The Growth of Law in Medieval Wales, c.1100-c.1500
Sara Elin Roberts
The Middle Ages in Wales were turbulent, with society and culture in constant flux. Edward I of England's 1282 conquest brought with it major changes to society, governance, power and identity, and thereby to the traditional system of the law. Despite this, in the post-conquest period the development of law in Wales and the March flourished, and many manuscripts and lawbooks were created to meet the needs of those who practised law.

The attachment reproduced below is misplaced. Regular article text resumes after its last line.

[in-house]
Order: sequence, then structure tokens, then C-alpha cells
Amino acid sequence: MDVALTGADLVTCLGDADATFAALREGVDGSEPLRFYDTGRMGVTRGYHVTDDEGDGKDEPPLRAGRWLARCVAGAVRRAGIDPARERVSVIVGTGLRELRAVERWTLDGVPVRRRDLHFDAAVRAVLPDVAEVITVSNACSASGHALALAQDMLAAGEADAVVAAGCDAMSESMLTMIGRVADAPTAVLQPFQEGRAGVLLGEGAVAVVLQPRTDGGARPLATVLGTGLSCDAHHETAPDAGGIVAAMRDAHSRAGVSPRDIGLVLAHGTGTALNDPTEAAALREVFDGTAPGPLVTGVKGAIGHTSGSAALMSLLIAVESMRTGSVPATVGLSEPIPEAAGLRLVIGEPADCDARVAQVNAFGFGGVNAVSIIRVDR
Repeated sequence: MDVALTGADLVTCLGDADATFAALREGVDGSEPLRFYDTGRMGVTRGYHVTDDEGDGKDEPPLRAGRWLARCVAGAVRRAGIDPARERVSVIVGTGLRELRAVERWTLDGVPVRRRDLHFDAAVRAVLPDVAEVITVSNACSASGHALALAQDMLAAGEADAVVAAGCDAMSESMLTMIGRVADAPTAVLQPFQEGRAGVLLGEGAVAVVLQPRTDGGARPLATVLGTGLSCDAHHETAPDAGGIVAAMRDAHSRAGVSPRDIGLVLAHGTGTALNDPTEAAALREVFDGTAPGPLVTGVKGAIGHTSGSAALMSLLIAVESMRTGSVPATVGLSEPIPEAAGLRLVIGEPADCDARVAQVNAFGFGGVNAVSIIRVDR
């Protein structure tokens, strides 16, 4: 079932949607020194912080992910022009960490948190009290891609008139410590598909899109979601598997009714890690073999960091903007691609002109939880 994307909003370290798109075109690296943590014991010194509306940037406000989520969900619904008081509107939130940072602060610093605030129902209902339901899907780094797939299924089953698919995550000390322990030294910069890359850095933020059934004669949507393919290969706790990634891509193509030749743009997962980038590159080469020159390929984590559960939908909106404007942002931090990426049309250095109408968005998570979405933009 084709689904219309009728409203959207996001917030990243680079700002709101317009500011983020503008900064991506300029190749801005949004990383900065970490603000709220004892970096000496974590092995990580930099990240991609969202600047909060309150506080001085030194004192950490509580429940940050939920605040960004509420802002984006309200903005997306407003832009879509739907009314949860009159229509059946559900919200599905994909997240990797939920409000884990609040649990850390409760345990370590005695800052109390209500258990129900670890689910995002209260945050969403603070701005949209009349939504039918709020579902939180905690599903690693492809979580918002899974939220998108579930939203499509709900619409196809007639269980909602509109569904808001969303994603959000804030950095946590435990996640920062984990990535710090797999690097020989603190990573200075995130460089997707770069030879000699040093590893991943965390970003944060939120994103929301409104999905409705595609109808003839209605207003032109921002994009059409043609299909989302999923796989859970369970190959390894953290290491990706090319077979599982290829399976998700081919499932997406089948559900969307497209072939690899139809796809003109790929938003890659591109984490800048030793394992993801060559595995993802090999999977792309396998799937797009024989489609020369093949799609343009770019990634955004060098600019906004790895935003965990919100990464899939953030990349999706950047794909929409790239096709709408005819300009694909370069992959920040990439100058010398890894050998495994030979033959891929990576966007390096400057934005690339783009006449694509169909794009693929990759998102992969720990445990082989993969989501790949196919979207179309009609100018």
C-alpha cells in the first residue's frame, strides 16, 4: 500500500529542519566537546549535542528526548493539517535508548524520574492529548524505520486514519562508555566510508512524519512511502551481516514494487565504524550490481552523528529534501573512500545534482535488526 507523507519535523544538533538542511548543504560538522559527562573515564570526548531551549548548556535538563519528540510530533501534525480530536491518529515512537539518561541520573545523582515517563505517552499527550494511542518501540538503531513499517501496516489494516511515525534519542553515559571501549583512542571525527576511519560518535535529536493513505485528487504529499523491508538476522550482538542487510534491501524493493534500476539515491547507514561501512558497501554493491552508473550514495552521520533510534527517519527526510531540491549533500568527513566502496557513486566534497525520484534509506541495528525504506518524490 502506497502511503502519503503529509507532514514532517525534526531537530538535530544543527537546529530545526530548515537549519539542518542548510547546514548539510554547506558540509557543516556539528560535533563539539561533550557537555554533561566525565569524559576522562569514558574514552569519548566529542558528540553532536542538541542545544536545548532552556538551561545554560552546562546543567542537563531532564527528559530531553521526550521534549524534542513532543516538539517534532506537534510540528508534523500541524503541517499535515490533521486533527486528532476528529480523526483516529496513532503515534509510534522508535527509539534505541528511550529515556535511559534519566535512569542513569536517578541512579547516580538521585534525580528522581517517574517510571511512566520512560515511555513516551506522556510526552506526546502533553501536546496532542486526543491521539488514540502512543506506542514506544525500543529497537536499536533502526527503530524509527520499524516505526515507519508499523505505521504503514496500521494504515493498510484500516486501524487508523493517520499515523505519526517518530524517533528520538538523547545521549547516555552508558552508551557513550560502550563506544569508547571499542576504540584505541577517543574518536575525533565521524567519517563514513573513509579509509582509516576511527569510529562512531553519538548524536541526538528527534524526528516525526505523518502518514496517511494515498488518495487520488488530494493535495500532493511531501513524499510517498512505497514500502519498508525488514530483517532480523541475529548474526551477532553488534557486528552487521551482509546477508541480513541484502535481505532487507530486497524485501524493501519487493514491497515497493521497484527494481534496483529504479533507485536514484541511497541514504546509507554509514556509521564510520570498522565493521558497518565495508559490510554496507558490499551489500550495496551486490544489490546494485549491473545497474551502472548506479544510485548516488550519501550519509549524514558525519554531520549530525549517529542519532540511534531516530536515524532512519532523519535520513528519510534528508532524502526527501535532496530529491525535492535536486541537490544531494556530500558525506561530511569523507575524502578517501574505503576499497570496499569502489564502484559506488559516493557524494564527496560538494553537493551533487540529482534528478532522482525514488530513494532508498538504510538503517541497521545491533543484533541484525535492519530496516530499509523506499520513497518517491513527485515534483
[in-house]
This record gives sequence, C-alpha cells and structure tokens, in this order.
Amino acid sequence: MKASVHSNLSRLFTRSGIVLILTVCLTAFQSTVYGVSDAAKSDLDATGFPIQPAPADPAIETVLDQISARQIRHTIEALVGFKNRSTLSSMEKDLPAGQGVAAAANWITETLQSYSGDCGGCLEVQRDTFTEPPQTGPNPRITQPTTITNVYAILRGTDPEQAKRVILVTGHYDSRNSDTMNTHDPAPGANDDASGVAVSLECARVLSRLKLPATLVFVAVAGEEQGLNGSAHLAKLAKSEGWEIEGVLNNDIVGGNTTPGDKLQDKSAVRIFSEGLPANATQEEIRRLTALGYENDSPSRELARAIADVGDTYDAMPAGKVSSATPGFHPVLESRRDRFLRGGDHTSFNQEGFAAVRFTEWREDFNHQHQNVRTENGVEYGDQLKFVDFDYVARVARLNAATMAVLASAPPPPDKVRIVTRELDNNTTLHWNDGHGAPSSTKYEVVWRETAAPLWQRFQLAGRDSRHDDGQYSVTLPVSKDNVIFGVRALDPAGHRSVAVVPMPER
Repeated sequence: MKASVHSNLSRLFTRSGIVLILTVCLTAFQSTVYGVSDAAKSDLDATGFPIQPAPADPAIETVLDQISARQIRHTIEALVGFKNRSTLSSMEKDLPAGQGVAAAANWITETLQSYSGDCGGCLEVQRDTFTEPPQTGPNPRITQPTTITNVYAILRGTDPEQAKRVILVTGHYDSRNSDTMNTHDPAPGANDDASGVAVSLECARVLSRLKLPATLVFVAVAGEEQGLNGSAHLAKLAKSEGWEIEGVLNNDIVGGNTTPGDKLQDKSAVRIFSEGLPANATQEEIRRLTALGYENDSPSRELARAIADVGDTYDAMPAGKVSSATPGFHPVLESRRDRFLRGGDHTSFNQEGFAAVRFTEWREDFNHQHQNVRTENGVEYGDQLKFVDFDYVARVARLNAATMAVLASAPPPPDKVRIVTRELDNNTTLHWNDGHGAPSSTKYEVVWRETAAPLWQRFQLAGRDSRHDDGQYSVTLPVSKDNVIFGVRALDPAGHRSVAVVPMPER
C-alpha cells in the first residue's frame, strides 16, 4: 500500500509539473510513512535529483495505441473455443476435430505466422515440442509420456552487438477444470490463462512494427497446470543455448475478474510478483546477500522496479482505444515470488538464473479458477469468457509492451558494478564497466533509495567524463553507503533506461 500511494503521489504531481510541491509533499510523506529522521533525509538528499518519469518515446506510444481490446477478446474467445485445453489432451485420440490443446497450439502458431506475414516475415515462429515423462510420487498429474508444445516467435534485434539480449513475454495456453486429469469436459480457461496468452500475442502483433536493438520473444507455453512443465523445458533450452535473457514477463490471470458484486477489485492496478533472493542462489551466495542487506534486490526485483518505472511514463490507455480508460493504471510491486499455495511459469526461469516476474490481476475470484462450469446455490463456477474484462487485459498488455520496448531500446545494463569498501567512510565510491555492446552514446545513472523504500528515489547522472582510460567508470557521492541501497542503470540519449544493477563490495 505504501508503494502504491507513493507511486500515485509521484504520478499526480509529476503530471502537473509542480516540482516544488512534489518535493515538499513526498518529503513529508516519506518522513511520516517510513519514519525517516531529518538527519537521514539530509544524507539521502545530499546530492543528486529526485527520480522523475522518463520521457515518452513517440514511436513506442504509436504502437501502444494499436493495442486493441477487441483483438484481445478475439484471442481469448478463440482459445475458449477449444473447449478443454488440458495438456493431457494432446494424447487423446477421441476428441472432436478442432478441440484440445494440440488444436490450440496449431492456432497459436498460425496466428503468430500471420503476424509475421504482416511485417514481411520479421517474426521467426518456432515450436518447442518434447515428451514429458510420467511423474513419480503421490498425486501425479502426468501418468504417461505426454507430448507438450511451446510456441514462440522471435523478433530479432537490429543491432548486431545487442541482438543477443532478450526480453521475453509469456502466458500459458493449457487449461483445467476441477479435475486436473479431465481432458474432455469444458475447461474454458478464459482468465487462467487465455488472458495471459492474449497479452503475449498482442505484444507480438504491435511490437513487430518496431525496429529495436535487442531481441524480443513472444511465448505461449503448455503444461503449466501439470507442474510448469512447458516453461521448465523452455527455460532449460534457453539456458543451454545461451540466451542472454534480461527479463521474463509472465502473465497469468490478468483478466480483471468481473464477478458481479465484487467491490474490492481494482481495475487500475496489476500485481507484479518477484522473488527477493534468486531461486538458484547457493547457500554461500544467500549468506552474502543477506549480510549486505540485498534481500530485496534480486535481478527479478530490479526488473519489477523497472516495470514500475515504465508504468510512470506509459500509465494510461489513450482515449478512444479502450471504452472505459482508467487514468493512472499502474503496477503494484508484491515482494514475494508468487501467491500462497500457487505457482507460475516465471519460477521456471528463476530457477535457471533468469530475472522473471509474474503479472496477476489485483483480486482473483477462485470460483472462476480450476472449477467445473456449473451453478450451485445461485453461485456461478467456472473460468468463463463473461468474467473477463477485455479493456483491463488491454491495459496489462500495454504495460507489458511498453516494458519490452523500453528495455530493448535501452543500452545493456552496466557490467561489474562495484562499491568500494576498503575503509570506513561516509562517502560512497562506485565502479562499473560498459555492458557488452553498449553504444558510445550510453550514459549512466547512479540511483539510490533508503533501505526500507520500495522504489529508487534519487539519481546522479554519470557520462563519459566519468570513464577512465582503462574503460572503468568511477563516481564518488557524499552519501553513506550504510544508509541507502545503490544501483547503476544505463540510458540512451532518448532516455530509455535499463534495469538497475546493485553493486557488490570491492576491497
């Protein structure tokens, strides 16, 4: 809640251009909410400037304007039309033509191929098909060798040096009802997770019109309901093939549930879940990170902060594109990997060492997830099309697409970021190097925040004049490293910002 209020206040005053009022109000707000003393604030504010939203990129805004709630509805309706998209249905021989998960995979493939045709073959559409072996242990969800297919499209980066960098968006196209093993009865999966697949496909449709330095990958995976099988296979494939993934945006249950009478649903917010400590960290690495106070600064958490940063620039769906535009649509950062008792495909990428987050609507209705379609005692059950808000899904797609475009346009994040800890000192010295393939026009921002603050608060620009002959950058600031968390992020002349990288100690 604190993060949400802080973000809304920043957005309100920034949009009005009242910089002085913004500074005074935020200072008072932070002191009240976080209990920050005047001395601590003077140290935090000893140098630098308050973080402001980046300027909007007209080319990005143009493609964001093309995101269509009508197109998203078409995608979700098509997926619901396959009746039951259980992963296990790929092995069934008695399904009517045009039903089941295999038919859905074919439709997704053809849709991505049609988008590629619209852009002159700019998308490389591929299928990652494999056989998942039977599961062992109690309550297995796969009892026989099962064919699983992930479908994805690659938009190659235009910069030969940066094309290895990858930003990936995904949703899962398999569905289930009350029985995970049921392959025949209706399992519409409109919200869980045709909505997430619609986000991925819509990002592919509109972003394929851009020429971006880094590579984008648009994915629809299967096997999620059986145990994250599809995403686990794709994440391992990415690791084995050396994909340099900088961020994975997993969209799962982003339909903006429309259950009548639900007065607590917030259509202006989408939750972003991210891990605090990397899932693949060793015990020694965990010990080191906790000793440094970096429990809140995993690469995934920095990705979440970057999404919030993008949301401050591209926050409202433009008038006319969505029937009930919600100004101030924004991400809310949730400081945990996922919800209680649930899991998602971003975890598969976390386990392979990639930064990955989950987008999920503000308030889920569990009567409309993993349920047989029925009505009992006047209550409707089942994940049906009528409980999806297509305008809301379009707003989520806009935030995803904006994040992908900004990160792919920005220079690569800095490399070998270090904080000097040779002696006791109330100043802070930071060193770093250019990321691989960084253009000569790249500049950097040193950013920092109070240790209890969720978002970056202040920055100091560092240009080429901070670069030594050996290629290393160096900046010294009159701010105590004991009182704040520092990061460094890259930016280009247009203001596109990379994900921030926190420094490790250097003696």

This study, the first to fully reappraise the entire corpus of law manuscripts since Aneurin Owen's seminal 1841 edition, begins by considering the background to the creation of the law from the earliest period, particularly from c.1100 onwards, before turning to the "golden age" of lawmaking in thirteenth-century Gwynedd. The nature of the law in south Wales is also examined in full, with a particular focus on later developments, including the different use of legal texts in that region and its fourteenth- and fifteenth-century manuscripts. The author approaches medieval Welsh law, its practice, texts and redactions, in their own contexts, rather than through the lens of later historiography. In particular, she shows that much manuscript material previously considered "additional" or "anomalous" in fact incorporates new legal material and texts written for a particular purpose: thanks to their flexible accommodation of change, adjustment and addition, Welsh lawbooks were not just shaped by, but indeed shaped, medieval Welsh law.